Questions for Tuesday night’s GOP debate

Republican presidential candidates, shown at their Nov. 10 debate in Milwaukee, will meet Tuesday night in Las Vegas.
Republican presidential candidates, shown at their Nov. 10 debate in Milwaukee, will meet Tuesday night in Las Vegas. AP

Instead of just criticizing the presidential debate moderators after the fact, I’ve decided to suggest a few questions for them to ask on Tuesday night in Las Vegas.

I don’t know if the questions will be good for ratings, but I’d like to know the candidates’ answers to them.

▪ Nearly all of you have criticized President Barack Obama for setting policy on his own, without congressional approval. What steps would you take to rebalance power between the White House and Capitol Hill?

▪ Do you believe that the president has the authority to launch a military attack overseas without congressional approval?

▪ Mr. Trump, you’ve repeatedly said that you’d rapidly deport all immigrants who are in the U.S. illegally and then let many of them come back after they’ve been vetted. Why not just vet them here?

▪ Sen. Rubio, the Congressional Budget Office estimated that, under the bill you co-sponsored in 2013, immigration would roughly double over the next decade. To what American problem is such a large increase in immigration the solution?

▪ Ms. Fiorina, you’ve said that a reformed tax code could easily fit in three pages. When will you show us your preferred three-page code?

▪ Sen. Cruz, you’ve vowed to repeal Obamacare. What steps if any would you take to make sure that Americans who have gotten insurance through the Affordable Care Act would be able to stay insured?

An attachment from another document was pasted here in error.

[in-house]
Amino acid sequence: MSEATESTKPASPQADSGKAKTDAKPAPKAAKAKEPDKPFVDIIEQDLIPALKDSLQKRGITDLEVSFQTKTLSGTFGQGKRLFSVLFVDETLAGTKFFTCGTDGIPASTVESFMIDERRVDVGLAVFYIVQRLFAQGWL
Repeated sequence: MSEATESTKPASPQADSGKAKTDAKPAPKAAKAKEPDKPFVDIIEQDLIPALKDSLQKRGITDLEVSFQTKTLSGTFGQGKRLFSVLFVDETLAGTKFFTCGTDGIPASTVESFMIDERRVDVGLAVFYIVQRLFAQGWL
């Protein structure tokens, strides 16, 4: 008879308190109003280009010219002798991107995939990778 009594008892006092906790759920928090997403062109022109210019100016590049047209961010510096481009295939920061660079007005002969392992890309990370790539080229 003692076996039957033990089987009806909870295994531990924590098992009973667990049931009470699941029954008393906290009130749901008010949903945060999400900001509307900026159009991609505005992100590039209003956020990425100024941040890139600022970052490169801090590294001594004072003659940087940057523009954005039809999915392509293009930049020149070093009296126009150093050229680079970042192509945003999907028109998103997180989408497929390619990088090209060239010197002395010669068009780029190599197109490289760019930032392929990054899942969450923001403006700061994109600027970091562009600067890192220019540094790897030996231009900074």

▪ Dr. Carson, some of your fellow candidates on this stage say that defeating Islamic State will require American boots on the ground; others say that our allies, combined perhaps with American air power, can do the job. Where do you come down?

▪ Gov. Bush, you said in a previous debate that the federal government shouldn’t be involved, “directly or indirectly,” in state decisions over educational standards.

In 2011, however, you praised the Obama administration for offering states “carrots and sticks” to get them to change their education policies. Have you changed your mind about federal involvement?

▪ Sen. Paul, in a recent article, you argued that the Fed has distorted our economy and also said that recessions are a “painful but necessary corrective process.”

Just to clarify: Are you saying that the U.S. needs to go through a recession now?

▪ Gov. Kasich, you’ve said that as part of the war on terrorism, “we must be more forceful in the battle of ideas.”

Toward that end, you’ve proposed that American diplomacy and broadcasting should make the case for “the core, Judeo-Christian Western values” of human rights, freedom of speech and freedom of religion.

How does describing those values as “Judeo- Christian” and “Western” fit into a strategy for promoting them in the Middle East?

▪ Gov. Christie, you’ve said that Coloradans who smoke marijuana should enjoy it now, because when you’re president the federal law against it will be enforced.

If states don’t cooperate in enforcing the federal law, how will a Christie administration enforce it?

How many more agents do you contemplate hiring at the Drug Enforcement Administration?

Ramesh Ponnuru, a Bloomberg View columnist, is a senior editor for National Review and a visiting fellow at the American Enterprise Institute.